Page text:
Signs of poor leg circulation

Updated July 20, 2017

Poor leg circulation can be a symptom of many illnesses or conditions, including problems with the heart, high blood pressure or diabetes. And while inadequate blood circulation in the legs is a serious concern, it often exhibits mild symptoms that can go unchecked for years. Fortunately, serious issues with poor leg circulation can manifest in detectable symptoms that, when checked out, may result in early detection of serious illnesses.

Bruising or Discoloration

Minor bruises that linger for long periods of time or bluish patches on the skin of the legs can indicate poor circulation. Swelling and discolouration around the ankles and knees or on the tops of the feet demonstrate a lack of proper blood flow and can be the result of obesity, hardening of the arteries and diabetes. This type of symptom is often painless and can exist for years without appearing to be serious. However, discolouration and bruising are the first and most common signs of poor leg circulation and should be examined by a doctor.

Stasis Dermatitis

Stasis Dermatitis is a skin condition that develops as a result of poor circulation. Fluids build up under the oxygen-starved areas of the skin and begin to form dry rashes, scaling and even lesions and crusts. This symptom can look like simple hives or something as extreme as open sores, and should be checked immediately to determine the cause. Stasis Dermatitis can be a symptom of vein collapse or malfunction, or even heart failure. Generally found on the legs near the ankles and shins, Stasis Dermatitis is a very serious symptom.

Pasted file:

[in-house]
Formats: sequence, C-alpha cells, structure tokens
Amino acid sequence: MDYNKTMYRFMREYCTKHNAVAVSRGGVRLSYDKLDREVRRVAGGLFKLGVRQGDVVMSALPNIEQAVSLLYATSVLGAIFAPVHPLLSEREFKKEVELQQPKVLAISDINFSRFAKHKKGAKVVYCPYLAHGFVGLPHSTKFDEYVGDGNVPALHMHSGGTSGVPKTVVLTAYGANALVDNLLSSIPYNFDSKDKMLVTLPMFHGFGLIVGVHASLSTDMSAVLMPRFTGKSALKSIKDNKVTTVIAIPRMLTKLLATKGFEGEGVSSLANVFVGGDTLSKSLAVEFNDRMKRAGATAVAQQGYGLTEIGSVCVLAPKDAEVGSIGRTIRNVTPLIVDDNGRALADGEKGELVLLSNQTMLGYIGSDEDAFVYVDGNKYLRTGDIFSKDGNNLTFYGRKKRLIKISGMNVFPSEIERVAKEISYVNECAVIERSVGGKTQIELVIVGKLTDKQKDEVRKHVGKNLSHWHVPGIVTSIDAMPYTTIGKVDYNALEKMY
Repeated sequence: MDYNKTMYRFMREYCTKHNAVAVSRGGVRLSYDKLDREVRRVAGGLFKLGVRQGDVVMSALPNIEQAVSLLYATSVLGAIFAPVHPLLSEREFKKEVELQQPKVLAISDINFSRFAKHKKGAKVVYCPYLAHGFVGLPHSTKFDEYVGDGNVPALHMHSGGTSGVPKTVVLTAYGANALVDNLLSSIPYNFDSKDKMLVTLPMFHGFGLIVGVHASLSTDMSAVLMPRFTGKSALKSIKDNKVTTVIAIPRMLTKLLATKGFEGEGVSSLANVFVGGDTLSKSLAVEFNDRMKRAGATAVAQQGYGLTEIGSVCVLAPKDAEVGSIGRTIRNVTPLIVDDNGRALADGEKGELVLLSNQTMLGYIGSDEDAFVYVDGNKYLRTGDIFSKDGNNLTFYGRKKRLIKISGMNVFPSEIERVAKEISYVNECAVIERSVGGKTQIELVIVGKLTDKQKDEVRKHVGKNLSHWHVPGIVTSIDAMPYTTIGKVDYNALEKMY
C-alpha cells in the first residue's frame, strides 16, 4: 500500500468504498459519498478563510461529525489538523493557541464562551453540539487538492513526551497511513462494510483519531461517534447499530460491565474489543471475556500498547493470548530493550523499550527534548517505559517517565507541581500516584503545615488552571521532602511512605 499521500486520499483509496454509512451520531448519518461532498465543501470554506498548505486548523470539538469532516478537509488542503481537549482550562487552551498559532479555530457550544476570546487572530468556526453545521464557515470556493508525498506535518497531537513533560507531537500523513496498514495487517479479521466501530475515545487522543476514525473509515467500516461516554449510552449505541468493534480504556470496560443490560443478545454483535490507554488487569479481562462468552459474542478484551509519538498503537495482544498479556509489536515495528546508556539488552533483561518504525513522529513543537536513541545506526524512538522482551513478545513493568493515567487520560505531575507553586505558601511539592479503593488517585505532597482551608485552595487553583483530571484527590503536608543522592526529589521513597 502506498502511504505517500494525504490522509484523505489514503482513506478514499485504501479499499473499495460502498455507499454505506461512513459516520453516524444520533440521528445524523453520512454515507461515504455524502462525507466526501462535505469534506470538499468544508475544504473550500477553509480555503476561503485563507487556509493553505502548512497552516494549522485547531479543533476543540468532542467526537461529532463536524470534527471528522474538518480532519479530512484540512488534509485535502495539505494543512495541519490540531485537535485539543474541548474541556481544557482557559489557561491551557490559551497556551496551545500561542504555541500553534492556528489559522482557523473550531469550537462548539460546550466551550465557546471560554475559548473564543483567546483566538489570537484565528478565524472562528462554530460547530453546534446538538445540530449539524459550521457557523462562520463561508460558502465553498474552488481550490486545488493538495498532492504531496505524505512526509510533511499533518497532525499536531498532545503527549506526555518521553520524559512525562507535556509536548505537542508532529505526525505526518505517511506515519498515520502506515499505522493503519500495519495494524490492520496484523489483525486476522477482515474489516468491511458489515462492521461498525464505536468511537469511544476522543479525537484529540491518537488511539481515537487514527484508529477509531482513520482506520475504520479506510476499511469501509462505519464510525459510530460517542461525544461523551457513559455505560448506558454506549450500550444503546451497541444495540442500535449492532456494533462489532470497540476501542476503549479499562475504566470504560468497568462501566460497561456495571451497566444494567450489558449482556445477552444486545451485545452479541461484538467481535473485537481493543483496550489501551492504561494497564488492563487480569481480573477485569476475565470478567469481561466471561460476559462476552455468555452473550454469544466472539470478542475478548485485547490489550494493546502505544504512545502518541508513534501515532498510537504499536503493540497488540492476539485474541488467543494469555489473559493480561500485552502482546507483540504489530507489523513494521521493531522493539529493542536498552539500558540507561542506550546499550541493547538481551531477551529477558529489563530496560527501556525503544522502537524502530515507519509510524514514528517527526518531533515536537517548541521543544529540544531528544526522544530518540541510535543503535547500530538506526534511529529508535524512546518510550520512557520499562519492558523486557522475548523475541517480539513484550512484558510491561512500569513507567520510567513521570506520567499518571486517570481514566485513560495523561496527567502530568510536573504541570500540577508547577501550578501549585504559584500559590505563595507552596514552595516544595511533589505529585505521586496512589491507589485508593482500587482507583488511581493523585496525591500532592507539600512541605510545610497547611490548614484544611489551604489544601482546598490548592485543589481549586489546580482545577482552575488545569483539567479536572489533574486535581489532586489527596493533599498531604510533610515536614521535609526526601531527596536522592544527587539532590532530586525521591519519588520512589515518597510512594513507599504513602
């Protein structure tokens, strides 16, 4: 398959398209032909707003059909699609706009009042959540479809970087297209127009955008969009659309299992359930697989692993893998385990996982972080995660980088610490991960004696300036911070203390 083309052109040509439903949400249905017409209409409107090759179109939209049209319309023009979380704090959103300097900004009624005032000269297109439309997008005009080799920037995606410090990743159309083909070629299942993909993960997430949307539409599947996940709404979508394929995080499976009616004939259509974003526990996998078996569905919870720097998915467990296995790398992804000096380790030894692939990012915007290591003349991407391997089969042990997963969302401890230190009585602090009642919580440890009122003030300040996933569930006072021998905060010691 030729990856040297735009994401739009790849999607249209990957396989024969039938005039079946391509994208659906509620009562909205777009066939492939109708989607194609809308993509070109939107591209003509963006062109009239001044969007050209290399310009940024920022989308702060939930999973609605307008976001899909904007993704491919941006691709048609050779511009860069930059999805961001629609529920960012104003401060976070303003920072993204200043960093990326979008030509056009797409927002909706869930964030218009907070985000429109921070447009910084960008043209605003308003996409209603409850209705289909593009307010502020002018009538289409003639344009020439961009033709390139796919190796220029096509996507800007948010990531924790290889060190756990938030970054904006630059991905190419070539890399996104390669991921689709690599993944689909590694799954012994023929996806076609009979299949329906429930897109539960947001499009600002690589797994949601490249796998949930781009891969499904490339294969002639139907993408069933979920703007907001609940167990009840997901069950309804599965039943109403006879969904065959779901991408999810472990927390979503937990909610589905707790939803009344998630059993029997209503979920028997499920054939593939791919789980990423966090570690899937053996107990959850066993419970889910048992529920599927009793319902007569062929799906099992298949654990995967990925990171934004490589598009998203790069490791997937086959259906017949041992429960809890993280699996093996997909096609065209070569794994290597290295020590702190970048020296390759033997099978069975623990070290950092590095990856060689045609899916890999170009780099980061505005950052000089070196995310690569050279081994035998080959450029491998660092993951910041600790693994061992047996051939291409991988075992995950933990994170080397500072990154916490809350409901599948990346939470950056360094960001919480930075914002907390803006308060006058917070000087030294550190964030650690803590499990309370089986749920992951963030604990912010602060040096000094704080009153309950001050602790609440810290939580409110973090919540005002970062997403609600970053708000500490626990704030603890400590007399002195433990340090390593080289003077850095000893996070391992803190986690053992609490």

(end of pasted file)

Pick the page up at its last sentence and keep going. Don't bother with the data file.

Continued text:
Tingling or Numbness

The pins-and-needles feeling of a leg falling asleep is familiar to most people as a result of sitting in an unusual position or otherwise cutting off leg circulation for a brief period of time, with sensations lasting less than a minute. But sometimes legs can exhibit the same sensation over long periods of time, without any outside physical cause. This tingling is a symptom of poor leg circulation and can be the result of atherosclerosis (cholesterol build-up) or even vascular disease, serious medical conditions that require treatment. Numbness and tingling in the legs for long periods of time is a serious warning sign that should be examined immediately.

Pain or Fatigue

When running or walking long distances, it is natural to feel some tiredness in the legs. However, a major sign of poor leg circulation is heavy fatigue or chronic pain in the legs resulting from even brief periods of walking. This can be a sign of poor circulation from a number of conditions, including diabetes, heart disease and vascular diseases, and should be checked by your health care provider to determine the true cause. Pain may be the result of muscle or nerve damage in the leg rather than poor circulation; in any case, pain and fatigue are serious symptoms and should be diagnosed to determine the cause.

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About the Author

Chet Carrie has been writing since 2004. He served as an editor for a university magazine and has freelanced for several newspapers. Carrie holds a Bachelor of Arts in English.